The Lost Prince: The colourful life of Henry Stuart in National Portrait Gallery/London



Today, few people have heard of Henry Stuart (1594-1612) – eldest son of King James VI and I, older brother to the future Charles I. But back in 1612 things were very different. In fact, when, in November of that year, Henry’s life was ended by typhoid fever (he was just 18), the entire nation was plunged into grief. At Henry’s lavish funeral procession, 2,000 official mourners were joined by thousands lining the streets “whose streaming eyes made knowen howe much inwardly their harts did bleed”.

Now, to mark the 400th anniversary of Henry’s death, the National Portrait Gallery is staging the first-ever exhibition to explore his brief but colourful life. The Lost prince will showcase more than 80 exhibits, including paintings, miniatures and manuscripts, from a who’s who of great 16th and 17th century artists, among them Peter Paul Rubens, Hans Holbein and Nicholas Hilliard.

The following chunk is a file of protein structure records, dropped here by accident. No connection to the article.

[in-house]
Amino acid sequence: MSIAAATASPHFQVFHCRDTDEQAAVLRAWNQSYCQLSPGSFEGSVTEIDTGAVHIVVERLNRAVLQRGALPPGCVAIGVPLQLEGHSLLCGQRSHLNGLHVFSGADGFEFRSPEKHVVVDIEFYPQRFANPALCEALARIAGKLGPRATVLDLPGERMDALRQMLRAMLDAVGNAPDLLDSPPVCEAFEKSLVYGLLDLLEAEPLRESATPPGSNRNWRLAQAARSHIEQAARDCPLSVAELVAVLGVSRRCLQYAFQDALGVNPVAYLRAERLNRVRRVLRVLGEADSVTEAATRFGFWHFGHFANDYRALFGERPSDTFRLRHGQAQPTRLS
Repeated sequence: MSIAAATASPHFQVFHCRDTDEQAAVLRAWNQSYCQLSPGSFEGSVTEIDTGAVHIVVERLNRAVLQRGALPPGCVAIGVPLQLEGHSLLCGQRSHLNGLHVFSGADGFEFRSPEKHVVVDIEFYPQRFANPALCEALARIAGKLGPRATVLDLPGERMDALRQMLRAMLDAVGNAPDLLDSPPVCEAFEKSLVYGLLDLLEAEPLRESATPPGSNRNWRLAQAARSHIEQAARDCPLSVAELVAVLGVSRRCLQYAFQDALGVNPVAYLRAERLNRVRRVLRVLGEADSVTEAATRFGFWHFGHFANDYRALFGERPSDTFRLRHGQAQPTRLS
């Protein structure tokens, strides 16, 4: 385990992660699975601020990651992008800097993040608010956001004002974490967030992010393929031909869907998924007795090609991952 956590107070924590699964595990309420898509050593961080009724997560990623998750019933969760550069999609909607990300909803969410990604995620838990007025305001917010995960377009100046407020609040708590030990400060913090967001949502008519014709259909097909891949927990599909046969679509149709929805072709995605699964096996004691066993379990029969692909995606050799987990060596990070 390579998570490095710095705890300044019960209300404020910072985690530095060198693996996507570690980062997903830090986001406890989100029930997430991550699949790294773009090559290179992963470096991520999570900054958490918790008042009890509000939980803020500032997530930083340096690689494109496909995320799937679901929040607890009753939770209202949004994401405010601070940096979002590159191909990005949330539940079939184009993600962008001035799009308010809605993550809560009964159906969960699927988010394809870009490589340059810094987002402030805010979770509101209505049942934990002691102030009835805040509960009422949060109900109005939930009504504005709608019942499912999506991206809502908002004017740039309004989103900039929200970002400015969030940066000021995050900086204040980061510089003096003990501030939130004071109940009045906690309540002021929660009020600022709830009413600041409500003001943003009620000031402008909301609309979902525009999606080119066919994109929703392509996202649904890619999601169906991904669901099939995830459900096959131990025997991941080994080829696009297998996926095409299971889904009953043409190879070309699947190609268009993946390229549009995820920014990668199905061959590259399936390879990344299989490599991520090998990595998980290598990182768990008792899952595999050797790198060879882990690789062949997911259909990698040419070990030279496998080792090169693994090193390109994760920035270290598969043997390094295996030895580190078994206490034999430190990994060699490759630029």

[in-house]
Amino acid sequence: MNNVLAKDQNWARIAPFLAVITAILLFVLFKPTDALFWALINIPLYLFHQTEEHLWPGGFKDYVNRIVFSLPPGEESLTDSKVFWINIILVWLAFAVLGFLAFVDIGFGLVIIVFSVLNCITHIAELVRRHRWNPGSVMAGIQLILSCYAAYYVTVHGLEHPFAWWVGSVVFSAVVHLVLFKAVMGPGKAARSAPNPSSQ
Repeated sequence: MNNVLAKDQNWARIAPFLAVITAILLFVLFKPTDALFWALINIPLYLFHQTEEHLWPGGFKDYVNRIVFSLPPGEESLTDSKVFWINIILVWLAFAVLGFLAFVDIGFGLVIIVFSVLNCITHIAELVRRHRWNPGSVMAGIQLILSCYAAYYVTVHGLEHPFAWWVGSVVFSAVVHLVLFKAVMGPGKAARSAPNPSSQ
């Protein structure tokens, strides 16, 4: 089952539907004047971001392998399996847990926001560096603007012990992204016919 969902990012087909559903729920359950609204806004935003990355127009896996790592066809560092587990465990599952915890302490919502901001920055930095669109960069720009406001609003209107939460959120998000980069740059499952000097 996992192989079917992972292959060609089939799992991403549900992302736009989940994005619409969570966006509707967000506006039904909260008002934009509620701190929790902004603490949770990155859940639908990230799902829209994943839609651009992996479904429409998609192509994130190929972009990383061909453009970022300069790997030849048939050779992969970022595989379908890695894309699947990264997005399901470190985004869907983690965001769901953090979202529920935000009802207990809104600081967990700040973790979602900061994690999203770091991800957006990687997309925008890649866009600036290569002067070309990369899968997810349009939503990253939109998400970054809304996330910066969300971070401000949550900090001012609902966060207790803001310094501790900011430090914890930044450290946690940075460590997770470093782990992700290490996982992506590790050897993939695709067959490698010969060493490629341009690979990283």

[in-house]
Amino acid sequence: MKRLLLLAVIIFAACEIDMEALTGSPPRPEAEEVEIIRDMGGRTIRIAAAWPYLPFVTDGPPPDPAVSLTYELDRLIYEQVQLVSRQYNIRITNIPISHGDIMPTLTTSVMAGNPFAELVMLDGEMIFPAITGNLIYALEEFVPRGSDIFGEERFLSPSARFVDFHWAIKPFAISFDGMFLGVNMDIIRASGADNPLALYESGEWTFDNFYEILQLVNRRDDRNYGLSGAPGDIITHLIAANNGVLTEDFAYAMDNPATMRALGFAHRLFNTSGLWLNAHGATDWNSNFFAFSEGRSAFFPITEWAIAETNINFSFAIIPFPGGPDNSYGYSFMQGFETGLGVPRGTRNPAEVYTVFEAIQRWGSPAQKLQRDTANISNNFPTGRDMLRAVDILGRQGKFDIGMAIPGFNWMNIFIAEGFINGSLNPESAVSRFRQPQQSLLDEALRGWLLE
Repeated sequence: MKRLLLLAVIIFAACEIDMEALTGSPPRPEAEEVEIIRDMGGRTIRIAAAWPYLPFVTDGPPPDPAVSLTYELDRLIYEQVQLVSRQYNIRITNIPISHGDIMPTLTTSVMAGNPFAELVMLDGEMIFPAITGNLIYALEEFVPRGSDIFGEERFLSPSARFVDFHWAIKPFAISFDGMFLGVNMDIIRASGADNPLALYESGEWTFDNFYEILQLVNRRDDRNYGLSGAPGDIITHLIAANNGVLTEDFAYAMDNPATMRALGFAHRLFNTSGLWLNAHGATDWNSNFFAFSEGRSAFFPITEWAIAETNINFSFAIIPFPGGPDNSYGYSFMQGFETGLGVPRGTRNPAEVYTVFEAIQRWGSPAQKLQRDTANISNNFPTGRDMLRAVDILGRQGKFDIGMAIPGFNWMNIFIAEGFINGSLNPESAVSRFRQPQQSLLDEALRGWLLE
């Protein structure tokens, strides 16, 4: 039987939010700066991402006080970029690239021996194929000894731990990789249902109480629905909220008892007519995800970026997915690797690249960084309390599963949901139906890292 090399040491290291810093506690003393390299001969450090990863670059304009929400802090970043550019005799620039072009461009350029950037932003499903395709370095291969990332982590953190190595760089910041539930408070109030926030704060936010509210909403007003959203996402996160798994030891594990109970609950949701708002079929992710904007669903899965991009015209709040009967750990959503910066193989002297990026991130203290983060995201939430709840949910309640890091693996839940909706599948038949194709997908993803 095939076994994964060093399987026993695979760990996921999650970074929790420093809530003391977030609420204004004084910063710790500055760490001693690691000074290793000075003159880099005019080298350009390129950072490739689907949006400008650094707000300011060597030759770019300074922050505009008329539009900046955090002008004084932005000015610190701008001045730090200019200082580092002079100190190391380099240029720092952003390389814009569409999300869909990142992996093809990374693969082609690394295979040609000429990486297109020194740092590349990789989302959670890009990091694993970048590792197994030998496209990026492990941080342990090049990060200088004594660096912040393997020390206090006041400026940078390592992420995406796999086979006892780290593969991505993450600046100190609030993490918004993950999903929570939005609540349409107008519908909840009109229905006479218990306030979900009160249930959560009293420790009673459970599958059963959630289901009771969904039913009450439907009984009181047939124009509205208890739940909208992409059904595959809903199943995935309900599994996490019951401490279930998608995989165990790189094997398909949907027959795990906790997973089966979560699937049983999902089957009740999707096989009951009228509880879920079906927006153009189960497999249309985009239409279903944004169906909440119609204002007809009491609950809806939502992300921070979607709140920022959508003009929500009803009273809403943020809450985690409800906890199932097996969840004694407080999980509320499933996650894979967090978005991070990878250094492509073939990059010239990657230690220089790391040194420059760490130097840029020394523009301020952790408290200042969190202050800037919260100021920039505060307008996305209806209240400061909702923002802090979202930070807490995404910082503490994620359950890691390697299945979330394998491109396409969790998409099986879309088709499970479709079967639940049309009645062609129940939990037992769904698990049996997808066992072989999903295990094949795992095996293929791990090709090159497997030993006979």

“Henry was fascinated by the arts,” says Catherine MacLeod, curator of 17th-century portraits at the National Portrait Gallery. “He was the first member of the royal family actively to collect European Renaissance paintings, he was great patron of garden designs and court masques and his collections ranged from sculptures to antiquities. So, this exhibition not only gives us an opportunity to tell his story, but also to showcase Jacobean culture in all its glory.”

One of Catherine MacLeod’s favourite exhibits shows Henry mounted on a grey horse accompanied by Father time. “The painting is allegorical,” she says. “If declaring that Henry’s time is coming, and that certainly reflects how a lot of people saw him. He was charismatic, brave, athletic, moral – and he was ardently Protestant. As such, he was the focus of great hope in terms of what he might achieve as the King of England.”

As it turned out, there was to be no King Henry IX. Instead, Charles would succeed James to the throne. “Charles hero-worshipped Henry,” says Catherine MacLeod, “and this is reflected in a poignant story of him bringing a small sculpture of a bronze horse to his older brother on his deathbed. A bronze horse is one of the highlights of our exhibition – and we think this may well be the very same sculpture.”

Admission: Adult £11.80

Opening Times:  18 October 2012 – 13 January 2013, Mon – Sun, 10.00 – 18.00. Closed 24 – 26 December.

Telephone: 020 7306 0055

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